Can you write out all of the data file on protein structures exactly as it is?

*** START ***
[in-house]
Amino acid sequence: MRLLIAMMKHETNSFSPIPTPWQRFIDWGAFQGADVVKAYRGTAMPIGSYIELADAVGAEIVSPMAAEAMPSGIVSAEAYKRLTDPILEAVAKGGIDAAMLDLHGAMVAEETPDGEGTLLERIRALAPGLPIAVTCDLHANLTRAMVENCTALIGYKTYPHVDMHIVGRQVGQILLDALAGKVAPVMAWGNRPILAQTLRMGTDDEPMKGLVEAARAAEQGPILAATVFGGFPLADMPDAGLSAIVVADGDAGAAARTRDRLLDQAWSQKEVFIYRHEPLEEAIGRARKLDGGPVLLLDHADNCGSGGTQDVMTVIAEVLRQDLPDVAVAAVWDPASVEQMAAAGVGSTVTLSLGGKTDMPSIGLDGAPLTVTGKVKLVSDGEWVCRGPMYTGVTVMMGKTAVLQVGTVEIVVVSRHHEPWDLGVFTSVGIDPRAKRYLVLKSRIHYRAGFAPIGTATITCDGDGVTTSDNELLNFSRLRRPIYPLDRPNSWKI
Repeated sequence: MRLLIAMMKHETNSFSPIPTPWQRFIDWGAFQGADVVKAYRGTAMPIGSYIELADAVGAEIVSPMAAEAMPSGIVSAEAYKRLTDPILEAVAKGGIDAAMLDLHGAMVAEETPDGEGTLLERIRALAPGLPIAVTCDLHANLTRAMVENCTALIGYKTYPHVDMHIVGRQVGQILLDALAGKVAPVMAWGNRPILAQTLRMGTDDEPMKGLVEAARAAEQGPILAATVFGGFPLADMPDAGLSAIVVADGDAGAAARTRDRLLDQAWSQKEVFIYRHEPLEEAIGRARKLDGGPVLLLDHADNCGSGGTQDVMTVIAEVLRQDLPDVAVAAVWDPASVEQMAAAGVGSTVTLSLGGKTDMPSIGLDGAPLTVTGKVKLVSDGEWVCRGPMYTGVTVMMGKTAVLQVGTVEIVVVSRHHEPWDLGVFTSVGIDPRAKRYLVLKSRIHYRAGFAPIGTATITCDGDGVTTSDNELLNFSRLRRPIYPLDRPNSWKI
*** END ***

[in-house]
Amino acid sequence: MRLLIAMMKHETNSFSPIPTPWQRFIDWGAFQGADVVKAYRGTAMPIGSYIELADAVGAEIVSPMAAEAMPSGIVSAEAYKRLTDPILEAVAKGGIDAAMLDLHGAMVAEETPDGEGTLLERIRALAPGLPIAVTCDLHANLTRAMVENCTALIGYKTYPHVDMHIVGRQVGQILLDALAGKVAPVMAWGNRPILAQTLRMGTDDEPMKGLVEAARAAEQGPILAATVFGGFPLADMPDAGLSAIVVADGDAGAAARTRDRLLDQAWSQKEVFIYRHEPLEEAIGRARKLDGGPVLLLDHADNCGSGGTQDVMTVIAEVLRQDLPDVAVAAVWDPASVEQMAAAGVGSTVTLSLGGKTDMPSIGLDGAPLTVTGKVKLVSDGEWVCRGPMYTGVTVMMGKTAVLQVGTVEIVVVSRHHEPWDLGVFTSVGIDPRAKRYLVLKSRIHYRAGFAPIGTATITCDGDGVTTSDNELLNFSRLRRPIYPLDRPNSWKI
Repeated sequence: MRLLIAMMKHETNSFSPIPTPWQRFIDWGAFQGADVVKAYRGTAMPIGSYIELADAVGAEIVSPMAAEAMPSGIVSAEAYKRLTDPILEAVAKGGIDAAMLDLHGAMVAEETPDGEGTLLERIRALAPGLPIAVTCDLHANLTRAMVENCTALIGYKTYPHVDMHIVGRQVGQILLDALAGKVAPVMAWGNRPILAQTLRMGTDDEPMKGLVEAARAAEQGPILAATVFGGFPLADMPDAGLSAIVVADGDAGAAARTRDRLLDQAWSQKEVFIYRHEPLEEAIGRARKLDGGPVLLLDHADNCGSGGTQDVMTVIAEVLRQDLPDVAVAAVWDPASVEQMAAAGVGSTVTLSLGGKTDMPSIGLDGAPLTVTGKVKLVSDGEWVCRGPMYTGVTVMMGKTAVLQVGTVEIVVVSRHHEPWDLGVFTSVGIDPRAKRYLVLKSRIHYRAGFAPIGTATITCDGDGVTTSDNELLNFSRLRRPIYPLDRPNSWKI